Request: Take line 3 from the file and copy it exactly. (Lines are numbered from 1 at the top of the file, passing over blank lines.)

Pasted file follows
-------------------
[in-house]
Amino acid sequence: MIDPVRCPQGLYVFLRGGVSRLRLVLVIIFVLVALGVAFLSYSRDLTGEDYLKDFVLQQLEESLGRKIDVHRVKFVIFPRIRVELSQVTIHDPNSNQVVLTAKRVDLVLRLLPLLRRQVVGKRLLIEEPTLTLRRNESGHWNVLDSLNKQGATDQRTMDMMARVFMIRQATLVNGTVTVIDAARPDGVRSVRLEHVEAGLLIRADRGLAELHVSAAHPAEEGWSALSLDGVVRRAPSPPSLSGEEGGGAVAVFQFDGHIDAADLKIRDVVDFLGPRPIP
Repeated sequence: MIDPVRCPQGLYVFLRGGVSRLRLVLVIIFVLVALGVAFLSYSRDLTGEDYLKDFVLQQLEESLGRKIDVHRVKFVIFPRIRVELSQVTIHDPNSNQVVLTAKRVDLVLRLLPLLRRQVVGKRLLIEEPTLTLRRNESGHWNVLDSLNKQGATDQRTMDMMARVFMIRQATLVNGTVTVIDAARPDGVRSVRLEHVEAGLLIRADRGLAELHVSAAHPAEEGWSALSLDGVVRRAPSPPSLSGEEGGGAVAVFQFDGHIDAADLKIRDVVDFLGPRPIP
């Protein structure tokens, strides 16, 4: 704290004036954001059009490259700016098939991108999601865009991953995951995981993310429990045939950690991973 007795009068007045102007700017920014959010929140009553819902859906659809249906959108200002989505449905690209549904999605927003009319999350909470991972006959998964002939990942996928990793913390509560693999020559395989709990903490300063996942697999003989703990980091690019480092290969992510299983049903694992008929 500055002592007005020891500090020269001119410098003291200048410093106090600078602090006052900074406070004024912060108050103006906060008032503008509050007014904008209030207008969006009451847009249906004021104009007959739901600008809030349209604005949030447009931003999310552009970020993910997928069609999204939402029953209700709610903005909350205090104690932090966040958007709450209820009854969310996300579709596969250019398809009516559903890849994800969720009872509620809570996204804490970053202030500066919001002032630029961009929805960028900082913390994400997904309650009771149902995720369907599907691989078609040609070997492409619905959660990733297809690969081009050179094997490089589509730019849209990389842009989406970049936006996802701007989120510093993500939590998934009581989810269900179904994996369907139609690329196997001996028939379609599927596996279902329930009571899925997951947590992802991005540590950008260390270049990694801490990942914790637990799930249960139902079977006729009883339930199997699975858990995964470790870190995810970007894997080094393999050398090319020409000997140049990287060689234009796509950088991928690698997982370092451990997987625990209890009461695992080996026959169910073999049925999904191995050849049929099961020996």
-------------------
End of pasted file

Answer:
Repeated sequence: MIDPVRCPQGLYVFLRGGVSRLRLVLVIIFVLVALGVAFLSYSRDLTGEDYLKDFVLQQLEESLGRKIDVHRVKFVIFPRIRVELSQVTIHDPNSNQVVLTAKRVDLVLRLLPLLRRQVVGKRLLIEEPTLTLRRNESGHWNVLDSLNKQGATDQRTMDMMARVFMIRQATLVNGTVTVIDAARPDGVRSVRLEHVEAGLLIRADRGLAELHVSAAHPAEEGWSALSLDGVVRRAPSPPSLSGEEGGGAVAVFQFDGHIDAADLKIRDVVDFLGPRPIP